You can't break that down to how many—
    We could. I can't do it off the top of my head now. I could do it.
    Maybe you could give us that information.
    Sure thing.
    Are you able to tell me how many jobs were lost after the Conservatives made the decision to cut the budget in 2012? You talked about, as the head of an organization, having to make hard decisions if you're faced with a budget cut. I've been through it, on a much smaller scale, of course, but you go line by line, division by division and what have you.
    Are you able to tell us how many jobs were cut or what that cut in funding did to you?
    I believe it's on the public record. It was in the range of a thousand people.
    A thousand people were cut. Obviously that had a major impact on the delivering of news or programming.
    Again, to the quote that your colleague across the way mentioned, I think what we did was to try to privilege local service at the time. Again, I wasn't there so I'm just trying to be generalist here. I think we tried to privilege the boots-on-the-ground journalists whom we have. That's the core of what we do. The beating heart of CBC-Radio Canada is the boots on the ground. In programming we may be spending on independent producers or others, who are also impacted by cuts, by the way. It's not just our own workforce; it's the whole industry. There would have been cuts in those areas as well.
    Would the cuts to the news division also affect the programming division?
    As I just said, yes, it was across. And by the way, it would have gone to corporate; it would have gone through overhead; it was throughout the corporation. I'm assuming, again; I wasn't there
    Mr. Scheer also called the organization bloated. One of his advisers promised to go for the jugular when dealing with the media. It's pretty clear to me that some people on the other side don't trust the work and the ability to fulfill the mandate independently.
    Do you feel Canadians have lost trust and confidence in the CBC?
    I think I said earlier that we are the most trusted brand in the country, and that's done by third party research firms. It's not a figure that we come up with. There's the Edelman report that reports on trust.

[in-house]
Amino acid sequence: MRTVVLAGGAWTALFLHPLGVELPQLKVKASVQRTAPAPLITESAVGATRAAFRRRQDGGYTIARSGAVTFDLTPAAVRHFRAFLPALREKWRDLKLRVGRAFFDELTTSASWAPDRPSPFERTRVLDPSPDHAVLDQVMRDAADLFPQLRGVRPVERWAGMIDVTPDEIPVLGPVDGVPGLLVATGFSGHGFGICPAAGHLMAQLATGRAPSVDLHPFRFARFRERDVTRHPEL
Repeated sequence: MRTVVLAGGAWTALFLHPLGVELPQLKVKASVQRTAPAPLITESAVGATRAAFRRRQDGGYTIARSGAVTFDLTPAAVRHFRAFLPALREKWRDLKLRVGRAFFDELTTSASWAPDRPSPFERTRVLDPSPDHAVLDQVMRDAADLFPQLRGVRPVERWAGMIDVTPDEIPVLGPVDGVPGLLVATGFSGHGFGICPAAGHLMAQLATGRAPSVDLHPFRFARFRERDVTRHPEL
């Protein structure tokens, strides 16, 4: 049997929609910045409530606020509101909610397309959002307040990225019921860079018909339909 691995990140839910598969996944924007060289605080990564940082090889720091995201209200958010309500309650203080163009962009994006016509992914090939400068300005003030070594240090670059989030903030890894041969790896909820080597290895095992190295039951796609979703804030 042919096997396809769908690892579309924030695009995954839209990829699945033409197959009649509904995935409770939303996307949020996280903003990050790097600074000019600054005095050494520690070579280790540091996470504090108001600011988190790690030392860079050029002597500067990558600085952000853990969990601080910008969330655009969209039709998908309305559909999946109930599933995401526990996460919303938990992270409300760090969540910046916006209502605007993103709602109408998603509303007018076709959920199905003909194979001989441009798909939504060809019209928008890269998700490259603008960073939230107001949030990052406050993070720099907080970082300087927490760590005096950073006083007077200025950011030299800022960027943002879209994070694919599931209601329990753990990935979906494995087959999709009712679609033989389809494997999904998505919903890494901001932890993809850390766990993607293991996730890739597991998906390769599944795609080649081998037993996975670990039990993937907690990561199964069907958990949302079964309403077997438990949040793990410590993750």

Again, just to remind you, I would say that we experience an ongoing decline in our top line revenue that has nothing to do with cuts. It has to do with not being indexed for inflation, as well as forces in the media industry today, which have to do with the commercial realities of declining ad revenue for conventional television and decline in subscription revenue for specialty. I really think it's important to look at this holistically and to say, yes, there are pressures on the industry and it's not just one part of our world that we struggle with.
    Thank you.
    I appreciate your taking the time to speak with us today. It was very helpful and informative, so thank you very much.
    Thank you.
    We're going to suspend briefly to give us time to move to our next panel.



     We are starting the second block of this committee. We are with Friends of Canadian Broadcasting. We have with us Daniel Bernhard, executive director, and Jim Thompson, communications adviser.
     Thank you so much for being with us. Please start.
    My name is Daniel Bernhard. I am the executive director of the Friends of Canadian Broadcasting and, as Ms. Dabrusin said, I'm joined by my colleague Jim Thompson today.
    Friends is the citizens' voice for Canadian journalism and storytelling, in which public broadcasting play such an important part. We enjoy the support of hundreds of thousands of Canadians who are also our sole source of financing. Friends is 100% non-partisan and, for the record, we are not affiliated with any corporation or broadcaster, including the CBC.



    Friends of Canadian broadcasting are working on protecting and defending our cultural richness and the healthy democracy to which it contributes. CBC's strength, journalistic audacity and our common history are at the heart of our identity.